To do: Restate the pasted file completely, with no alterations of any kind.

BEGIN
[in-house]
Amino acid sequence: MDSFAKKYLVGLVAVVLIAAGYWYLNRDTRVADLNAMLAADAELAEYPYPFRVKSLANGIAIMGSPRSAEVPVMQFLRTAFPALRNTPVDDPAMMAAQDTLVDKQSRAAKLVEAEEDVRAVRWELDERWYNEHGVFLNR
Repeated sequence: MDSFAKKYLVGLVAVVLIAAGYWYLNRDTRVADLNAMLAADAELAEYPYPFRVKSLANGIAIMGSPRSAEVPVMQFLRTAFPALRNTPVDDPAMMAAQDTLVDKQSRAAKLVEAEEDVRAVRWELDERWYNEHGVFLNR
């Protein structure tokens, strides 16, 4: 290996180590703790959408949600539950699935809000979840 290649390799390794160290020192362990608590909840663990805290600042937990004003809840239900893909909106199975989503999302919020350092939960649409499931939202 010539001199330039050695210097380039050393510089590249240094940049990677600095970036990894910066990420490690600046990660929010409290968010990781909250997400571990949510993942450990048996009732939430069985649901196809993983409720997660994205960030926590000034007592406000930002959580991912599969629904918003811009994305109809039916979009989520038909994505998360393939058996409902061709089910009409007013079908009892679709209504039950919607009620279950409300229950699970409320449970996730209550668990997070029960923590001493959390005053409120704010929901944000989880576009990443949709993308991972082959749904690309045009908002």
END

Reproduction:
[in-house]
Amino acid sequence: MDSFAKKYLVGLVAVVLIAAGYWYLNRDTRVADLNAMLAADAELAEYPYPFRVKSLANGIAIMGSPRSAEVPVMQFLRTAFPALRNTPVDDPAMMAAQDTLVDKQSRAAKLVEAEEDVRAVRWELDERWYNEHGVFLNR
Repeated sequence: MDSFAKKYLVGLVAVVLIAAGYWYLNRDTRVADLNAMLAADAELAEYPYPFRVKSLANGIAIMGSPRSAEVPVMQFLRTAFPALRNTPVDDPAMMAAQDTLVDKQSRAAKLVEAEEDVRAVRWELDERWYNEHGVFLNR
């Protein structure tokens, strides 16, 4: 290996180590703790959408949600539950699935809000979840 290649390799390794160290020192362990608590909840663990805290600042937990004003809840239900893909909106199975989503999302919020350092939960649409499931939202 010539001199330039050695210097380039050393510089590249240094940049990677600095970036990894910066990420490690600046990660929010409290968010990781909250997400571990949510993942450990048996009732939430069985649901196809993983409720997660994205960030926590000034007592406000930002959580991912599969629904918003811009994305109809039916979009989520038909994505998360393939058996409902061709089910009409007013079908009892679709209504039950919607009620279950409300229950699970409320449970996730209550668990997070029960923590001493959390005053409120704010929901944000989880576009990443949709993308991972082959749904690309045009908002």